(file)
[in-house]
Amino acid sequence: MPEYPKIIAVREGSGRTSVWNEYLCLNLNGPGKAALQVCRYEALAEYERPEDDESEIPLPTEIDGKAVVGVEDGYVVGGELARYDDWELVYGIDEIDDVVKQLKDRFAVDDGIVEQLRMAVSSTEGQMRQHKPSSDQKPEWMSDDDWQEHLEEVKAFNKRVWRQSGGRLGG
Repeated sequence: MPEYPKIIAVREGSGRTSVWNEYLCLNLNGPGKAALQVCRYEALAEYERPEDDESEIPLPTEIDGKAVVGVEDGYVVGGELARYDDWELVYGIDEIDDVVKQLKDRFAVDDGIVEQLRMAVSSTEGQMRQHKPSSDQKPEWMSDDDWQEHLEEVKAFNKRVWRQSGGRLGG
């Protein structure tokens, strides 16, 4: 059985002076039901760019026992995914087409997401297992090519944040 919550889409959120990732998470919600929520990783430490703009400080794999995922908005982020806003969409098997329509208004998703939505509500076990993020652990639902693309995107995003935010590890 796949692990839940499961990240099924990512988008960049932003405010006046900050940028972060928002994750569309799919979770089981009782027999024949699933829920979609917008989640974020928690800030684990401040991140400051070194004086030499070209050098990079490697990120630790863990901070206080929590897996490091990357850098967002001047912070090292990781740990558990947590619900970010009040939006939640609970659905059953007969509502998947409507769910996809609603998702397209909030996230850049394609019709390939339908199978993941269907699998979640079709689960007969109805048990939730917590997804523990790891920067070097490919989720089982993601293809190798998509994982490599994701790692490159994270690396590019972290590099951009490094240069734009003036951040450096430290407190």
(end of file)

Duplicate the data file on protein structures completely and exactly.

[in-house]
Amino acid sequence: MPEYPKIIAVREGSGRTSVWNEYLCLNLNGPGKAALQVCRYEALAEYERPEDDESEIPLPTEIDGKAVVGVEDGYVVGGELARYDDWELVYGIDEIDDVVKQLKDRFAVDDGIVEQLRMAVSSTEGQMRQHKPSSDQKPEWMSDDDWQEHLEEVKAFNKRVWRQSGGRLGG
Repeated sequence: MPEYPKIIAVREGSGRTSVWNEYLCLNLNGPGKAALQVCRYEALAEYERPEDDESEIPLPTEIDGKAVVGVEDGYVVGGELARYDDWELVYGIDEIDDVVKQLKDRFAVDDGIVEQLRMAVSSTEGQMRQHKPSSDQKPEWMSDDDWQEHLEEVKAFNKRVWRQSGGRLGG
């Protein structure tokens, strides 16, 4: 059985002076039901760019026992995914087409997401297992090519944040 919550889409959120990732998470919600929520990783430490703009400080794999995922908005982020806003969409098997329509208004998703939505509500076990993020652990639902693309995107995003935010590890 796949692990839940499961990240099924990512988008960049932003405010006046900050940028972060928002994750569309799919979770089981009782027999024949699933829920979609917008989640974020928690800030684990401040991140400051070194004086030499070209050098990079490697990120630790863990901070206080929590897996490091990357850098967002001047912070090292990781740990558990947590619900970010009040939006939640609970659905059953007969509502998947409507769910996809609603998702397209909030996230850049394609019709390939339908199978993941269907699998979640079709689960007969109805048990939730917590997804523990790891920067070097490919989720089982993601293809190798998509994982490599994701790692490159994270690396590019972290590099951009490094240069734009003036951040450096430290407190």